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Format: Paperback
I thoroughly enjoyed David Starkey's "Elizabeth" and found it to be a splendid read. The author brought Elizabeth to life in the pages of his book.
While not as long or detailed as Alison Weir's biography, Starkey approaches his book from a unique angle. He concentrates mainly on Elizabeth's early years from birth until she becomes Queen. He writes of her years of apprenticeship as one of England's greatest rulers and confesses, "The woman I have half fallen in love with is the young Elizabeth as she appears in the picture she gave to her father just before his death."
In between birth and her accession as Queen, the reader gets to see Elizabeth as a child, strong-willed and precocious like her father, Henry VIII, and dressed in finery provided by her mother, Anne Boleyn. As a child she displays a strong aptitude for learning and a quick wit as evidenced by Thomas Wriothesley, Royal Secretary to her father the King, who remarked, "If she be no more educated than she now appeareth to me, she will prove of no less honour and womanhood, than shall beseem her father's daughter."
Starkey conveys well the precarious position Elizabeth found herself in when her half-sister Mary took the throne after Edward VI's death. One can almost imagine how she must have felt when she was held prisoner at The Tower. Yet somehow in spite of the many dangers she faced, she was able to remain focused and resolute, choosing the right associates to advance her cause, such as Sir William Cecil. This habit of knowing what company to keep served her well through her long life as one of the greatest queens England has ever known.
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Format: Paperback
David Starkey is an excellent historical writer and this book on Elizabeth 1 does not disappoint. More than any other I have read (and as a history undergraduate I read a few!) it brought to life this most fascinating of historical figures, providing insights into her character and relationships, and the way these affected her actions in life. Starkey really brings alive the human face behind a monarch who at times can appear as a characture in our nations past. Elizabeth was clearly an admirable woman who many modern women would do well to have as a role model.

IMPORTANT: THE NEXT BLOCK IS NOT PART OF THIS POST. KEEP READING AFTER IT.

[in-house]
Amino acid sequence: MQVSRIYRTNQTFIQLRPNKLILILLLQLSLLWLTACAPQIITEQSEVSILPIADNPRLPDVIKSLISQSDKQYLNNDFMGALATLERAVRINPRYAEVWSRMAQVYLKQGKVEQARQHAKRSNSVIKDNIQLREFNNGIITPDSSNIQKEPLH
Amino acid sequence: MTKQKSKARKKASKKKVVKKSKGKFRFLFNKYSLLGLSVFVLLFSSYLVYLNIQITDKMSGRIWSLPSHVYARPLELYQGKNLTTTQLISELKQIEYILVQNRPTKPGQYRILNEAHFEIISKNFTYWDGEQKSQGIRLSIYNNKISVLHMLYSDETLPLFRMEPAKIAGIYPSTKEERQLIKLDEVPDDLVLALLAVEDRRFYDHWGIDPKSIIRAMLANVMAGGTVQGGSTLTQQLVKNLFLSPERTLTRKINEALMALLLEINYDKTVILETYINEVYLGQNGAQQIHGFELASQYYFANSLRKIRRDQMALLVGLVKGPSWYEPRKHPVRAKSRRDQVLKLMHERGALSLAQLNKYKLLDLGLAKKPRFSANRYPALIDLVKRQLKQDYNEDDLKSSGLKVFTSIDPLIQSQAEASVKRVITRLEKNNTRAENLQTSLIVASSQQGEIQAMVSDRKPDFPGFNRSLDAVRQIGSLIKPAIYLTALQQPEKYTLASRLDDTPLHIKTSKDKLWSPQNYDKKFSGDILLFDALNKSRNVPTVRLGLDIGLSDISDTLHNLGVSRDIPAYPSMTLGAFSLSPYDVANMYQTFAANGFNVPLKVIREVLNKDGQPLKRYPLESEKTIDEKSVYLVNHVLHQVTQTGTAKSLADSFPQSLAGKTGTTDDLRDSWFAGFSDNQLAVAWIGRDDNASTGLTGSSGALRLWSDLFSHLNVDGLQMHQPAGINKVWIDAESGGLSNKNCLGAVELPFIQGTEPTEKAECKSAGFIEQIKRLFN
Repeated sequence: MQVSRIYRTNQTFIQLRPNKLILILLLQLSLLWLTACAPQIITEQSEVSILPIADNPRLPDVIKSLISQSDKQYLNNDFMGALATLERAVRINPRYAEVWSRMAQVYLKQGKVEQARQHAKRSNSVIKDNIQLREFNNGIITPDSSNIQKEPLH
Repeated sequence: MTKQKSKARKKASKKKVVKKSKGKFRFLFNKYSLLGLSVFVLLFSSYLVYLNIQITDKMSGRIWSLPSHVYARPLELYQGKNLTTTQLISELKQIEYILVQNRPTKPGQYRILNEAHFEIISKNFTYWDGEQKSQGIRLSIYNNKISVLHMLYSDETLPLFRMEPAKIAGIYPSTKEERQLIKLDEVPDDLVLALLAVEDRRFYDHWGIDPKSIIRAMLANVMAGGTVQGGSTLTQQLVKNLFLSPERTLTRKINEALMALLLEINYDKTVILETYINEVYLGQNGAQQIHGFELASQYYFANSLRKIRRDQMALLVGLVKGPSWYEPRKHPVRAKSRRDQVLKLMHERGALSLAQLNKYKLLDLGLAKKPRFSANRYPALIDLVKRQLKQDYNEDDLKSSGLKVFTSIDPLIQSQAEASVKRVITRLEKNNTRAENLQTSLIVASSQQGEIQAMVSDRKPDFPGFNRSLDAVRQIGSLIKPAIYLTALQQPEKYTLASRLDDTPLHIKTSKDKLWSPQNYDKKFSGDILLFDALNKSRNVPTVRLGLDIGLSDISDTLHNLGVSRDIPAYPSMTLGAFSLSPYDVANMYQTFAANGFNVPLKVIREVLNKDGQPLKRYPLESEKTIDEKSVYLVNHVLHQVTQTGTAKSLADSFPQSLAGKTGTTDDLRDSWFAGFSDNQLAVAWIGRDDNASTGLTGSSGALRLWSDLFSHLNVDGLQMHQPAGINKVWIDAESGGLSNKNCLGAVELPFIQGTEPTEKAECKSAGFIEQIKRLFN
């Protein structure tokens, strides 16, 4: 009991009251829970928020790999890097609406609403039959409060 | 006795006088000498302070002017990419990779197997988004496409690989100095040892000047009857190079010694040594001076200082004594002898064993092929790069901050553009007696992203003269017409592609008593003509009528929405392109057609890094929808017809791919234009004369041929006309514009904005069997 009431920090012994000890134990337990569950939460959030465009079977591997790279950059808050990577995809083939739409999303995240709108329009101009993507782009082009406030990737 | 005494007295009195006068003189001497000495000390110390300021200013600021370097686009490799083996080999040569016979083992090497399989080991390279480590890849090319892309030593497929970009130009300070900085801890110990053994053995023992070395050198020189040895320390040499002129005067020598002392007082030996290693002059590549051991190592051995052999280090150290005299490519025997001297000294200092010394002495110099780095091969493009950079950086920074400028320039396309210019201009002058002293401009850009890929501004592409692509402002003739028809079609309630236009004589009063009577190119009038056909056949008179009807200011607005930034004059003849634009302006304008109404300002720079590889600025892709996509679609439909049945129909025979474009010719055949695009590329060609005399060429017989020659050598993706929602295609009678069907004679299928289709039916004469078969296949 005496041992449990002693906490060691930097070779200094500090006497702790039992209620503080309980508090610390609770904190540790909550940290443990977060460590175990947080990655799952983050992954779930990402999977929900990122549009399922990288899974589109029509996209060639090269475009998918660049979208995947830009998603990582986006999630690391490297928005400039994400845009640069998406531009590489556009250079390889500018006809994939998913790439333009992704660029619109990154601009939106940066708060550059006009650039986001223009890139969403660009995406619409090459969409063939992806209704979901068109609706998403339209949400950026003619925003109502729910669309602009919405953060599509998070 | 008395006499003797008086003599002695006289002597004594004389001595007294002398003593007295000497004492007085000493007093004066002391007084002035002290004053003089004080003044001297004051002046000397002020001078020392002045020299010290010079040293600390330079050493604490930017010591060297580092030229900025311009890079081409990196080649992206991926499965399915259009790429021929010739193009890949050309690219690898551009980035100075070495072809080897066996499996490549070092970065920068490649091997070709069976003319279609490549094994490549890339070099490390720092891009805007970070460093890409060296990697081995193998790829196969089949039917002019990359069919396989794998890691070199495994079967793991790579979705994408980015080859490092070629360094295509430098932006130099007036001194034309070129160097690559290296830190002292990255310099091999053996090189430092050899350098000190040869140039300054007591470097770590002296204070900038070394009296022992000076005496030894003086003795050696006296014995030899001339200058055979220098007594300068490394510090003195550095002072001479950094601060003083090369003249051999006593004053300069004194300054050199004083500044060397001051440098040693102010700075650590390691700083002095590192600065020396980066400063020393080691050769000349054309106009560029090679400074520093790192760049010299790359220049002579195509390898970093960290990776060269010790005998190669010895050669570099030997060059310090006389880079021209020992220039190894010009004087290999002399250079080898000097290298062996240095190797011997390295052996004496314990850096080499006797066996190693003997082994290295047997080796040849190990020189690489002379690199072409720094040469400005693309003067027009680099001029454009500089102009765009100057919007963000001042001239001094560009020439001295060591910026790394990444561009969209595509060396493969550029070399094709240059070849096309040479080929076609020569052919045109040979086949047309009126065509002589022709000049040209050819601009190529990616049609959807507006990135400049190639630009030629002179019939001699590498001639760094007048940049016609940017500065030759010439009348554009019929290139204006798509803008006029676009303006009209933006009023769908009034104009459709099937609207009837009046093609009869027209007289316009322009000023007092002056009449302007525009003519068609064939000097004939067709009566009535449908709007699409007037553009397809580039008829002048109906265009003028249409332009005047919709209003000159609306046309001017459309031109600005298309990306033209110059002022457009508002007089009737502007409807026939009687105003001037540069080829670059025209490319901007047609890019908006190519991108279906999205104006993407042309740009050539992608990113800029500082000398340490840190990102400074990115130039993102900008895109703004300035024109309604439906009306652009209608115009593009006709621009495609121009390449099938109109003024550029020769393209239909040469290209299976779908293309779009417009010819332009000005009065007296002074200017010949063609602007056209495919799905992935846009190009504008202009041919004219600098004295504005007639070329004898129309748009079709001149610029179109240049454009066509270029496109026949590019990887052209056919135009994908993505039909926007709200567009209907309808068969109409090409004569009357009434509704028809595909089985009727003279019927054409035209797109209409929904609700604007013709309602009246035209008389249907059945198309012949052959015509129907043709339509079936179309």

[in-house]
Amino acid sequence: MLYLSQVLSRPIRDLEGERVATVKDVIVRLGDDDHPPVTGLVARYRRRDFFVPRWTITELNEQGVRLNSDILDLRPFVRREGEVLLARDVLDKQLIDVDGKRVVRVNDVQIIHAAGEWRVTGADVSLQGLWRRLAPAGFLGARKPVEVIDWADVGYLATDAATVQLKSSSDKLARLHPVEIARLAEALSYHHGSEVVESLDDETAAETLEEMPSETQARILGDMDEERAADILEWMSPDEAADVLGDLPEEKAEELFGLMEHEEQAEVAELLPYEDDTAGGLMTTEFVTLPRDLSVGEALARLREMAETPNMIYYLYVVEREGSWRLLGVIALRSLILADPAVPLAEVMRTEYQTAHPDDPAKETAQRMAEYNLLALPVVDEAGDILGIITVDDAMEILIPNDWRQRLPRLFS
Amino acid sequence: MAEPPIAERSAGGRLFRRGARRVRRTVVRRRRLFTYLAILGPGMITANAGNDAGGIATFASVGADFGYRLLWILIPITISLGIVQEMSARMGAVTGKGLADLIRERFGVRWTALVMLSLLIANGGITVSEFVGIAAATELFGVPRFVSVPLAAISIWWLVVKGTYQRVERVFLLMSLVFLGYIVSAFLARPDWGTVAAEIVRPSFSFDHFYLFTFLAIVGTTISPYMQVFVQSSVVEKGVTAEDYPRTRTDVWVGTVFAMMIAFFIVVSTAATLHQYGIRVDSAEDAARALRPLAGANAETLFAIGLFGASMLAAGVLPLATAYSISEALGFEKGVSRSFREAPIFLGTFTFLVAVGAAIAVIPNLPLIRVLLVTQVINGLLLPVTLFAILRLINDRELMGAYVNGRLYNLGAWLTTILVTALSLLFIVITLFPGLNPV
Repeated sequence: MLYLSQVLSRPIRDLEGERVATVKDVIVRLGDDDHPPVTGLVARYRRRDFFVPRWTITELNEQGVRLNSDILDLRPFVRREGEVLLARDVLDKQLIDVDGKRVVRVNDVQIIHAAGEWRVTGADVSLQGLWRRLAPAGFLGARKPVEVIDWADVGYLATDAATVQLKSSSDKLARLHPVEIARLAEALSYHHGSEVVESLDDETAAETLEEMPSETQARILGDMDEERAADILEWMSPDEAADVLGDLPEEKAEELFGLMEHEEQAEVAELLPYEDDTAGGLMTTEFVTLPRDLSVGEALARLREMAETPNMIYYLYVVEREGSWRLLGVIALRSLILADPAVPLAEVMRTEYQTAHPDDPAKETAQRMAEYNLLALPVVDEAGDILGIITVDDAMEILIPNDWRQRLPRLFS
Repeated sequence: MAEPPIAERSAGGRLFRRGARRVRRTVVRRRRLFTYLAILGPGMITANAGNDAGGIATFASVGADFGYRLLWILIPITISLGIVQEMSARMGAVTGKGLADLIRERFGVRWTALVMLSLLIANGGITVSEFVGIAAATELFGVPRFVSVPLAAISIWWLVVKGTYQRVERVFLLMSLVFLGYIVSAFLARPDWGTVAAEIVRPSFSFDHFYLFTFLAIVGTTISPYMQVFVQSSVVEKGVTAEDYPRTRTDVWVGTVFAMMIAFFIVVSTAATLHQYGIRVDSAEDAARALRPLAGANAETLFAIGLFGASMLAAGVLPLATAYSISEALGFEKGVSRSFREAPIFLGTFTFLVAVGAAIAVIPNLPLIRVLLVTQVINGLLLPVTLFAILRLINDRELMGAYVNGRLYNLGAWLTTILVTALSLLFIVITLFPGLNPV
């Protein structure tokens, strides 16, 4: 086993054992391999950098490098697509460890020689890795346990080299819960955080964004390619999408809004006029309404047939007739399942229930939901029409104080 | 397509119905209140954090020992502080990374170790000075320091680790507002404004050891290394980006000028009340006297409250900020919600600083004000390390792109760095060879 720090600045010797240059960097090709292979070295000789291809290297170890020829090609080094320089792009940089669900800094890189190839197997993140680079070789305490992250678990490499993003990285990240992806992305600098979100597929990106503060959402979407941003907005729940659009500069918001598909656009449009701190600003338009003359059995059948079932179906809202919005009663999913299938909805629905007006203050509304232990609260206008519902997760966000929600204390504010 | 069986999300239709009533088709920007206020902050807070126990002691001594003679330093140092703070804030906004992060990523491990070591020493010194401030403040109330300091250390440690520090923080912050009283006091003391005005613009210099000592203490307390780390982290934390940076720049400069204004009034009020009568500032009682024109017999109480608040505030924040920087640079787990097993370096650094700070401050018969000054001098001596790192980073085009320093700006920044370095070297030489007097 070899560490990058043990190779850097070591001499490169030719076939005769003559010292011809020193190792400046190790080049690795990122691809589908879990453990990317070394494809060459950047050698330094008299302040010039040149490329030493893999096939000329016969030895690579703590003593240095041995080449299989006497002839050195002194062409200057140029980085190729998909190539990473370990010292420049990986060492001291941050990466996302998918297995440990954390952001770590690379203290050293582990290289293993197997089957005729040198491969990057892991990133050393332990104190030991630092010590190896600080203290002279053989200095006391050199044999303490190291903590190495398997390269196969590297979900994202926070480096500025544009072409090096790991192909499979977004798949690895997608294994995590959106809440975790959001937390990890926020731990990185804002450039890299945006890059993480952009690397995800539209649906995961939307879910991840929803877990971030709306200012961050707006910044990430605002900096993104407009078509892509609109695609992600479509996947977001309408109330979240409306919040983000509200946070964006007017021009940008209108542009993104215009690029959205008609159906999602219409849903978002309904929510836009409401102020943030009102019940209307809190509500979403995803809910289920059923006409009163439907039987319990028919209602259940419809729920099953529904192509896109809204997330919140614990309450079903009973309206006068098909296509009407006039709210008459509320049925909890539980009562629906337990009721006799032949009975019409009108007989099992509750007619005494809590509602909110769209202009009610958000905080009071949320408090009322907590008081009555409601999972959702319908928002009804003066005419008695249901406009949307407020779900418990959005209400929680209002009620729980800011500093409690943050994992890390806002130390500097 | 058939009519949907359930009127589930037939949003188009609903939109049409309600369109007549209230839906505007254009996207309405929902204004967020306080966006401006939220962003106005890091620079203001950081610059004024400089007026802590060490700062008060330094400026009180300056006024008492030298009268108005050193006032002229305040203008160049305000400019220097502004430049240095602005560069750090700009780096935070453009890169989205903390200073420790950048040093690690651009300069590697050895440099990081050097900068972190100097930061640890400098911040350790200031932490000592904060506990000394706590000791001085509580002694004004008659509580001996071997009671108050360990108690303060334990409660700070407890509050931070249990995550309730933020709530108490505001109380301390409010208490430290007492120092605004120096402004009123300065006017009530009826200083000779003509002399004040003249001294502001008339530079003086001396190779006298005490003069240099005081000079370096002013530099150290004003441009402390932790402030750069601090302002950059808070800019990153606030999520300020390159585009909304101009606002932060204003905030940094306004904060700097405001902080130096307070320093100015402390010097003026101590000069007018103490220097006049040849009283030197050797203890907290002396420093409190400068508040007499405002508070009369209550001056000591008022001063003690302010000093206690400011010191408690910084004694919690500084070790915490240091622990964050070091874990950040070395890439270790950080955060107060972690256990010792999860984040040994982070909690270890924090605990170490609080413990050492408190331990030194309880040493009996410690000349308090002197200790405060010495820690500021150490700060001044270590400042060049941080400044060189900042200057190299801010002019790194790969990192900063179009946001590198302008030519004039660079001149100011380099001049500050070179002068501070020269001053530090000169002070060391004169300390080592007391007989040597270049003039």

Starkey's narrative itself is far more gripping and readable than most historians, with the exception of Simon Schama. As a history student at University I read many historical texts. For me reading this was a pleasure rather than a necessity and brought life and atmosphere to our history. Also, and perhaps most importantly, Starkeys book is historically accurate and as you would expect the theories he puts forward very sound. Elizabeth's early life is much less explored than her later life as the more recognisable face of the Virgin Queen. There is much more life and vitality to this younger character and it is interesting to learn of the young Elizabeth and the way in which her character was moulded by events and people around her. Well worth a read, whether as a student or just for pleasure.